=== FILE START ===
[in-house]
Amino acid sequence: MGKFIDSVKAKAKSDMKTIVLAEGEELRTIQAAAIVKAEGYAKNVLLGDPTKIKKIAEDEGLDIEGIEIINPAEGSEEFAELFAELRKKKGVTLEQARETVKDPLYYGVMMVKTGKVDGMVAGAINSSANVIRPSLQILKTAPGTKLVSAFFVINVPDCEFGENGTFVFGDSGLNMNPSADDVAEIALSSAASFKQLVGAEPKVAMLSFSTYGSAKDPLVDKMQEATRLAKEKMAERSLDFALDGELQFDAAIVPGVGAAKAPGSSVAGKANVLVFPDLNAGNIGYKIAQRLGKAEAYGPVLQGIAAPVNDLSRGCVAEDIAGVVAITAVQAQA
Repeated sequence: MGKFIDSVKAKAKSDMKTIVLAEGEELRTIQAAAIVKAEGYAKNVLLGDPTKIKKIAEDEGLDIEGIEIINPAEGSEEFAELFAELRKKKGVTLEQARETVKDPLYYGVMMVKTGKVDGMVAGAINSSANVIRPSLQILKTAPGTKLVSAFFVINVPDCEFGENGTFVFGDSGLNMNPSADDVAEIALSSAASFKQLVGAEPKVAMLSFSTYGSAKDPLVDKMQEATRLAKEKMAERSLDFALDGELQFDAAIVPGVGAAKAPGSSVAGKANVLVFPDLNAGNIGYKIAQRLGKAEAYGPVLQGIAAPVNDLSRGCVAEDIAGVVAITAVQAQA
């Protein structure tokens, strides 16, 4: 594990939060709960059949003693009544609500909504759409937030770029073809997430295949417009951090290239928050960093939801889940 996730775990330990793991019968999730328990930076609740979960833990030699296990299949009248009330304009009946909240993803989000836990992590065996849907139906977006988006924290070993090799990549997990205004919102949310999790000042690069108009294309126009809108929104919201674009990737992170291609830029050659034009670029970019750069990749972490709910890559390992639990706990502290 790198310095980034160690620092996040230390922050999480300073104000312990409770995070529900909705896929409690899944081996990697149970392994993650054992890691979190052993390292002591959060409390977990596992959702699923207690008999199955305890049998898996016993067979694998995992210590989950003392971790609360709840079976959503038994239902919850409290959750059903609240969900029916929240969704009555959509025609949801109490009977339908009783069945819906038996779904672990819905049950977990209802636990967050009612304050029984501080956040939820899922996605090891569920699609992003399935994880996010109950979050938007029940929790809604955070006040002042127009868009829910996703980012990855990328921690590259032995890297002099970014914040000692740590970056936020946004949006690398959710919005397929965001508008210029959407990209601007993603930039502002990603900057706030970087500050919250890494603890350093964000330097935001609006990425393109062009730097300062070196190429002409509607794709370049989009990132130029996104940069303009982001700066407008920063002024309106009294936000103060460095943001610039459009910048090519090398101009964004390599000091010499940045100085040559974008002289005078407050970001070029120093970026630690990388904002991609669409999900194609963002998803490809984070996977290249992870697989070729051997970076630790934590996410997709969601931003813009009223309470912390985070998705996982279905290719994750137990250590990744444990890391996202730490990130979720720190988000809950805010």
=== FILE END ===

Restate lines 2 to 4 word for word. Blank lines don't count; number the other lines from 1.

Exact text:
Amino acid sequence: MGKFIDSVKAKAKSDMKTIVLAEGEELRTIQAAAIVKAEGYAKNVLLGDPTKIKKIAEDEGLDIEGIEIINPAEGSEEFAELFAELRKKKGVTLEQARETVKDPLYYGVMMVKTGKVDGMVAGAINSSANVIRPSLQILKTAPGTKLVSAFFVINVPDCEFGENGTFVFGDSGLNMNPSADDVAEIALSSAASFKQLVGAEPKVAMLSFSTYGSAKDPLVDKMQEATRLAKEKMAERSLDFALDGELQFDAAIVPGVGAAKAPGSSVAGKANVLVFPDLNAGNIGYKIAQRLGKAEAYGPVLQGIAAPVNDLSRGCVAEDIAGVVAITAVQAQA
Repeated sequence: MGKFIDSVKAKAKSDMKTIVLAEGEELRTIQAAAIVKAEGYAKNVLLGDPTKIKKIAEDEGLDIEGIEIINPAEGSEEFAELFAELRKKKGVTLEQARETVKDPLYYGVMMVKTGKVDGMVAGAINSSANVIRPSLQILKTAPGTKLVSAFFVINVPDCEFGENGTFVFGDSGLNMNPSADDVAEIALSSAASFKQLVGAEPKVAMLSFSTYGSAKDPLVDKMQEATRLAKEKMAERSLDFALDGELQFDAAIVPGVGAAKAPGSSVAGKANVLVFPDLNAGNIGYKIAQRLGKAEAYGPVLQGIAAPVNDLSRGCVAEDIAGVVAITAVQAQA
């Protein structure tokens, strides 16, 4: 594990939060709960059949003693009544609500909504759409937030770029073809997430295949417009951090290239928050960093939801889940 996730775990330990793991019968999730328990930076609740979960833990030699296990299949009248009330304009009946909240993803989000836990992590065996849907139906977006988006924290070993090799990549997990205004919102949310999790000042690069108009294309126009809108929104919201674009990737992170291609830029050659034009670029970019750069990749972490709910890559390992639990706990502290 790198310095980034160690620092996040230390922050999480300073104000312990409770995070529900909705896929409690899944081996990697149970392994993650054992890691979190052993390292002591959060409390977990596992959702699923207690008999199955305890049998898996016993067979694998995992210590989950003392971790609360709840079976959503038994239902919850409290959750059903609240969900029916929240969704009555959509025609949801109490009977339908009783069945819906038996779904672990819905049950977990209802636990967050009612304050029984501080956040939820899922996605090891569920699609992003399935994880996010109950979050938007029940929790809604955070006040002042127009868009829910996703980012990855990328921690590259032995890297002099970014914040000692740590970056936020946004949006690398959710919005397929965001508008210029959407990209601007993603930039502002990603900057706030970087500050919250890494603890350093964000330097935001609006990425393109062009730097300062070196190429002409509607794709370049989009990132130029996104940069303009982001700066407008920063002024309106009294936000103060460095943001610039459009910048090519090398101009964004390599000091010499940045100085040559974008002289005078407050970001070029120093970026630690990388904002991609669409999900194609963002998803490809984070996977290249992870697989070729051997970076630790934590996410997709969601931003813009009223309470912390985070998705996982279905290719994750137990250590990744444990890391996202730490990130979720720190988000809950805010």